Friday, November 15, 2013

Music Friday: Jason Derulo, ‘GMA’ and the USO Join Forces to Make Hero Coast Guardsman's Marriage Proposal Extra Special

In honor of Veteran’s Day, the crew of “Good Morning America,” recording artist Jason Derulo and the USO joined forces to make a hero coast guardsman's surprise marriage proposal extra special.


Six million viewers of ABC’s “Good Morning America” witnessed a truly heartwarming moment when Coast Guardsman of the Year Sam  Peikert got down on bended knee and asked for the hand of his girlfriend, Jackie Fairchild, during Derulo’s in-studio performance of his new release, “Marry Me.”

Fairchild believed that her special access to the live performers was related to her boyfriend’s prestigious award and GMA's salute to service men and women on Veteran's Day. But she was only half right.


As Derulo arrived at the first chorus, which includes the emphasized, elongated phrase — "Will… you… marry… me?" — Peikert pulled out a ring box and proposed to his visibly shocked girlfriend. She covered her face with both hands before settling down and accepting the ring and the proposal. After the song, Derulo embraced the happy couple in a three-way hug.


Peikert, who is stationed in Opa Locka, Fla., had earned the USO Coast Guardsman of the Year award in October for helping to save a father and son who were swept over a 20-foot dam on the San Marcos River in Texas. The USO had arranged for Peikert and his girlfriend to get VIP treatment at "Good Morning America" as part of a new campaign called “Every Moment Counts,” which shows gratitude toward service members by creating special moments for them.


“Marry Me,” which is the second release from Derulo’s brand new studio album, Tattoos, is rapidly climbing the Billboard Hot 100 chart. It currently sits at #36, and some critics are saying Derulo has granted the world its “next top wedding tune.”

The 24-year-old Derulo said the love song was inspired by his girlfriend, American Idol winner Jordin Sparks.

We invite you to enjoy the clip of Derulo’s performance and Peikert’s proposal on GMA. The lyrics to “Marry Me” are below if you’d like to sing along.

"Marry Me"
Written by Jason Derulo, Jonas Jeberg, “Hookman” Marlin Bonds and Andy Marvel. Performed by Jason Derulo.

A hundred and five is the number that comes to my head
When I think of all the years I wanna be with you
Wake up every morning with you in my bed
That's precisely what I plan to do

And you know one of these days when I get my money right
Buy you everything and show you all the finer things in life
We'll forever be in love, so there ain't no need to rush
But one day I won't be able to ask you loud enough

I'll say, "Will you marry me?"
I swear that I will mean it
I'll say, "Will you marry me?"

Ooh whoa ooh oh
Ooh whoa ooh oh
Ooh whoa ooh oh
Oh, yeah

How many girls in the world can make me feel like this?
Baby I don't ever plan to find out
The more I look, the more I find the reasons why
You're the love of my life

You know one of these days when I get my money right
Buy you everything and show you all the finer things in life
We'll forever be in love, so there ain't no need to rush
But one day I won't be able to ask you loud enough

I'll say, "Will you marry me?"
I swear that I will mean it
I'll say, "Will you marry me?"

And if I lost everything
In my heart it means nothing
'Cause I have you,
Girl, I have you
To get right down on bended knee
Nothing else would ever be better, better
That day when...

I'll say, "Will you marry me?"
I swear that I will mean it
I'll say, "Will you marry me?"

I'll say, "Will you marry me?"
(I'll get down on one knee)
I swear that I will mean it
I'll say, "Will you marry me?"

Got me singing
Ooh whoa ooh oh
Got me singing
Ooh whoa ooh oh
Would you marry me, baby?
Ooh whoa ooh oh
Ooh whoa ooh oh
Ooh whoa ooh oh

A hundred and five is the number that comes to my head
When I think of all the years I wanna be with you
Wake up every morning with you in my bed
That's precisely what I plan to do, yeah.

Thursday, November 14, 2013

59.6-Carat ‘Pink Star’ Rocks the House at Sotheby’s Geneva, Sells for $83M and Claims the Title of ‘The Priciest Diamond Ever Auctioned’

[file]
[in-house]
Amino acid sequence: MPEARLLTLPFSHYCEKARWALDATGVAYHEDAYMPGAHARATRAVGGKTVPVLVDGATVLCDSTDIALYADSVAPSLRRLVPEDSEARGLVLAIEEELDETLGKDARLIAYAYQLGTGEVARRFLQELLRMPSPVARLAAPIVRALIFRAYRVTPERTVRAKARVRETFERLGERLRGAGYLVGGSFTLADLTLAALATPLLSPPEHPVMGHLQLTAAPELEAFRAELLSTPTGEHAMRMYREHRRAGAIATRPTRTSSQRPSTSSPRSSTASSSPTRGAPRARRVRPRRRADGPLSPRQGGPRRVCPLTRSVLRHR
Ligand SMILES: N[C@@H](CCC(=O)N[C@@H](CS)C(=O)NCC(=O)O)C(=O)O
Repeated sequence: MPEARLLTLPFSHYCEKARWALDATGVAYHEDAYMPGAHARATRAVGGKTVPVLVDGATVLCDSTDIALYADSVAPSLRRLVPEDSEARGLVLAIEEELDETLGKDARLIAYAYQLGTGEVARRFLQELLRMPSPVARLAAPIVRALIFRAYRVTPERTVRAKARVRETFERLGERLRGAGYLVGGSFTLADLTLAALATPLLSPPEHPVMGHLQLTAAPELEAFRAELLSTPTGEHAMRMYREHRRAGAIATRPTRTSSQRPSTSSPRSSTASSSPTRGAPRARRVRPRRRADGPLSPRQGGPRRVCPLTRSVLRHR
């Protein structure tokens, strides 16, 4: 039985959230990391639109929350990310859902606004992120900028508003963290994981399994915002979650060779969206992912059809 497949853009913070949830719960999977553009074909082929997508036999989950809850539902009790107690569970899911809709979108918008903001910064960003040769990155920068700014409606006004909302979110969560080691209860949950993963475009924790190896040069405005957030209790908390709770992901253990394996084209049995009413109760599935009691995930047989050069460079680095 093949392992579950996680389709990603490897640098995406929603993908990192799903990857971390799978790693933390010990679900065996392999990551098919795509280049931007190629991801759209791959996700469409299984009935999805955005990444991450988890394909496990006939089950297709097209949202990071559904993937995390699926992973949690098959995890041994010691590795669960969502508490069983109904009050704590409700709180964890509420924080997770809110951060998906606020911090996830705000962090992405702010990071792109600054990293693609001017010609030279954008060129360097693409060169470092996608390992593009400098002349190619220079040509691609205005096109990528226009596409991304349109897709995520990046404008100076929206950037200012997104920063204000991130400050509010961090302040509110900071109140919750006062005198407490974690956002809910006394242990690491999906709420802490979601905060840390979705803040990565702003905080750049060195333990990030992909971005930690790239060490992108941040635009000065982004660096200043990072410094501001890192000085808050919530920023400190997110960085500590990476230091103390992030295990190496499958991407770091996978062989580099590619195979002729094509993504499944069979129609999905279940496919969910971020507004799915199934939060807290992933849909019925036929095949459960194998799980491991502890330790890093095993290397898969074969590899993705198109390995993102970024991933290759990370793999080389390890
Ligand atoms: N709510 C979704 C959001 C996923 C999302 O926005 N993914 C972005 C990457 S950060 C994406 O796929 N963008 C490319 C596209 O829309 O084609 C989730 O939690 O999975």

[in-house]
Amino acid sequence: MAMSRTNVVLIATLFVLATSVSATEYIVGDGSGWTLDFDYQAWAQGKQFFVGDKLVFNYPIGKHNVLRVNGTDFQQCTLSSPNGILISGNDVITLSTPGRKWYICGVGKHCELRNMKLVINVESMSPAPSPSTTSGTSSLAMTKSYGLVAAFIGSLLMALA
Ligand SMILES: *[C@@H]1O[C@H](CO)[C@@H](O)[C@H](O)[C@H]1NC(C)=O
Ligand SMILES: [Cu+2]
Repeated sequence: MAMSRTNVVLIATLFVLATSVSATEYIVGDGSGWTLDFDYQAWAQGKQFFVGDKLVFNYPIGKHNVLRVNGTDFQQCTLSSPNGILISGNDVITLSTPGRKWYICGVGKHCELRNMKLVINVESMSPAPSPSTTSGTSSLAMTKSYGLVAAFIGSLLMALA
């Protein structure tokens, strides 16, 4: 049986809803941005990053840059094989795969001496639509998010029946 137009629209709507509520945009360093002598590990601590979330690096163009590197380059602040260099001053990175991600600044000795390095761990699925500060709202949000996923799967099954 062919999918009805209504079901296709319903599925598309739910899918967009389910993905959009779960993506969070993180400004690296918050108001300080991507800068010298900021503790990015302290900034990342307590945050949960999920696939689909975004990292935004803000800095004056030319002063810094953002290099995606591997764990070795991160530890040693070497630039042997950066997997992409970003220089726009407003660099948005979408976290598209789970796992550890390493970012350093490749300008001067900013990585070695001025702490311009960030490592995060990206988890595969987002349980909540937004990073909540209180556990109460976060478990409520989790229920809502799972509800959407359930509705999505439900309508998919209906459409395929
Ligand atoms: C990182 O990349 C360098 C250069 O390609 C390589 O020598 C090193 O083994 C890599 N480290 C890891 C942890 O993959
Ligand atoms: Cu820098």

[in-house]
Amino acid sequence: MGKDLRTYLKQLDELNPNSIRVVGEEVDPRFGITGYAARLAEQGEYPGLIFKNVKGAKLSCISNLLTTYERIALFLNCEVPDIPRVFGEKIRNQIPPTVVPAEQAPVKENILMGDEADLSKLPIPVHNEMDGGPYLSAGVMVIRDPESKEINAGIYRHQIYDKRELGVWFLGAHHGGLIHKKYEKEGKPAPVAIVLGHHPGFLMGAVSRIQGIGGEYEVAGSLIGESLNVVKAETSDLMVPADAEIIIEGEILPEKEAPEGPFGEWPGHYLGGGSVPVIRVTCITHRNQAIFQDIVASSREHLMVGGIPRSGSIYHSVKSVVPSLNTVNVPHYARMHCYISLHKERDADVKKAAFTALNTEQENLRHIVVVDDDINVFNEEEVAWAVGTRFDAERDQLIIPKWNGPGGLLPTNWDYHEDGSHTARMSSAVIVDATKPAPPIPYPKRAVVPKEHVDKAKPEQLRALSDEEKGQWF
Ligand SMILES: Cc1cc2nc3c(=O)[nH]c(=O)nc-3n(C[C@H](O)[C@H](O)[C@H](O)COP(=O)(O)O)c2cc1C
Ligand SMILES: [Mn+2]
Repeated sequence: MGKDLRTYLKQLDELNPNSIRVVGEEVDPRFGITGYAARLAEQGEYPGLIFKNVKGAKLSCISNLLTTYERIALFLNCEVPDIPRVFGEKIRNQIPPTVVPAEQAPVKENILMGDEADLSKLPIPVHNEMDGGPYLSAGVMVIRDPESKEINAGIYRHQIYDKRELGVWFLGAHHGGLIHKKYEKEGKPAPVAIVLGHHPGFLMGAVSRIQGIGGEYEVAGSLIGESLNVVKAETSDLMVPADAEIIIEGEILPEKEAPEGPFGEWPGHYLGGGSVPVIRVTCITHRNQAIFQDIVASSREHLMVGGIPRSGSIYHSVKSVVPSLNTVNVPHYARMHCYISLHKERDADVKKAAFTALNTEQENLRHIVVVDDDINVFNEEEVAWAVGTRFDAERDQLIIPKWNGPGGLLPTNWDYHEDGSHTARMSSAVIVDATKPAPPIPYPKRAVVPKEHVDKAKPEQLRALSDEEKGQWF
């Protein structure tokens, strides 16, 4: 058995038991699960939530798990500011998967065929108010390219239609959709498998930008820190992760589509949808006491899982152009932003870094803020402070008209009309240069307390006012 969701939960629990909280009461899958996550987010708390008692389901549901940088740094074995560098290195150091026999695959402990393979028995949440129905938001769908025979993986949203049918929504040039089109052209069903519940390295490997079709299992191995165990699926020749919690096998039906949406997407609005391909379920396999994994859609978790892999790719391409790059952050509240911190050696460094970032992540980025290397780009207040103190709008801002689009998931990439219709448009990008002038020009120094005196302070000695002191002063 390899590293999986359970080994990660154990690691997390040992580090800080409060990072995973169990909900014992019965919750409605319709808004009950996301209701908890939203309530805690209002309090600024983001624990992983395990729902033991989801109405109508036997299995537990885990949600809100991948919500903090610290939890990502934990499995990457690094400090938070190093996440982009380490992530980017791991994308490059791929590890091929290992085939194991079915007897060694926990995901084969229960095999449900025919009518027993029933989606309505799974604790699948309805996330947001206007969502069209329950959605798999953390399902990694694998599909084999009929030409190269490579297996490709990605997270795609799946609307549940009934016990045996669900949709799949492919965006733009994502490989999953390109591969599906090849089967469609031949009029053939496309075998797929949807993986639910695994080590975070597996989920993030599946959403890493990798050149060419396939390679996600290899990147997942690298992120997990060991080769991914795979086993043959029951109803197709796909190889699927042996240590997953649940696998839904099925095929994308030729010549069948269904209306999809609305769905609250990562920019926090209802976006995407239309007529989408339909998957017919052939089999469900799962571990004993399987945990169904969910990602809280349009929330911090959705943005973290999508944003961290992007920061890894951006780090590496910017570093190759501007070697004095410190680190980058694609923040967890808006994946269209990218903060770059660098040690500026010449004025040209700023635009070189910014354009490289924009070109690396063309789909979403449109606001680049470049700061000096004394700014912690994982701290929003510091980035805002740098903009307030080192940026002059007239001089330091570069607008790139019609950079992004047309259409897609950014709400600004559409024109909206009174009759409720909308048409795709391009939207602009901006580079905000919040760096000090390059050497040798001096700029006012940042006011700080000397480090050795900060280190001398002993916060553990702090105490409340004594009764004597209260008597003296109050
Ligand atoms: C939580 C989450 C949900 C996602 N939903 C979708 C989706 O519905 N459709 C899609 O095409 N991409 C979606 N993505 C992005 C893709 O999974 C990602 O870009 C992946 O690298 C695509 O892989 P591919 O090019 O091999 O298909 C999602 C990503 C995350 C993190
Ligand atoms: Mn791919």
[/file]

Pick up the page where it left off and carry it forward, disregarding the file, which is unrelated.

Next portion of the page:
The “Pink Star,” an astonishing 59.6-carat internally flawless pink diamond, earned the title of “The Priciest Diamond Ever Auctioned” when the hammer went down with a bid of $83 million last night at Sotheby’s Geneva. The gem, which carried a pre-sale estimate of $60 million, is believed to be the largest fancy vivid pink diamond in the world.


The auction of the Pink Star, which could be watched via a live video feed, was a five-minute frenzy of mostly on-site bidding. The opening bid was 54 million francs, which quickly jumped to 60 million and then 65 million. In the end, an unnamed suitor claimed the prize with a bid of 68 million francs. After fees and commissions, the tally came to 76.325 million francs ($83.188 million).


The Pink Star’s auction success comes on the heels of similar results for “The Orange,” which set two auction records two nights ago at Christie’s Geneva when it sold for $35.53 million. That 14.82-carat diamond set a new mark for highest price ever paid for a fancy orange diamond and the highest price per carat ($2.395 million) ever paid for any diamond.

“Off the scale” in terms of its extraordinary size and richness of color was how Sotheby’s officials described the oval-cut Pink Star during its five-city promotional tour that led up to the sale. Having attained rock-star status in the international press, the Pink Star flattened the previous record of the “Graff Pink,” a 24.78-carat fancy intense pink diamond, which was sold for $45.75 million by the same auction house in 2010.


“I have had the privilege of examining some of the greatest gemstones in the world over the past 35 years, and I can say, without hesitation, that the Pink Star diamond is of immense importance,” said David Bennett, chairman of Sotheby’s jewelry division in Europe and the Middle East.

The Pink Star was originally cut from a 132.5-carat rough diamond mined by DeBeers in Africa in 1999. Steinmetz Diamonds cut and polished the diamond into its current oval shape during a process that took two years to complete. More than 55 percent of the stone’s mass was sacrificed in an effort to attain the most perfect cut, clarity and color. It had been named “The Steinmetz Pink” until it was sold privately in 2007 for an undisclosed amount.

The Pink Star, which measures 2.69 by 2.06 cm (1.06 by 0.81 inches), boasts the Gemological Institute of America’s highest color and clarity grades for a pink diamond. It earned a Type IIa designation, which signifies a high level of chemical purity and optical transparency. The diamond is the largest in its class ever graded by the GIA, with the next largest coming in at less than half its size.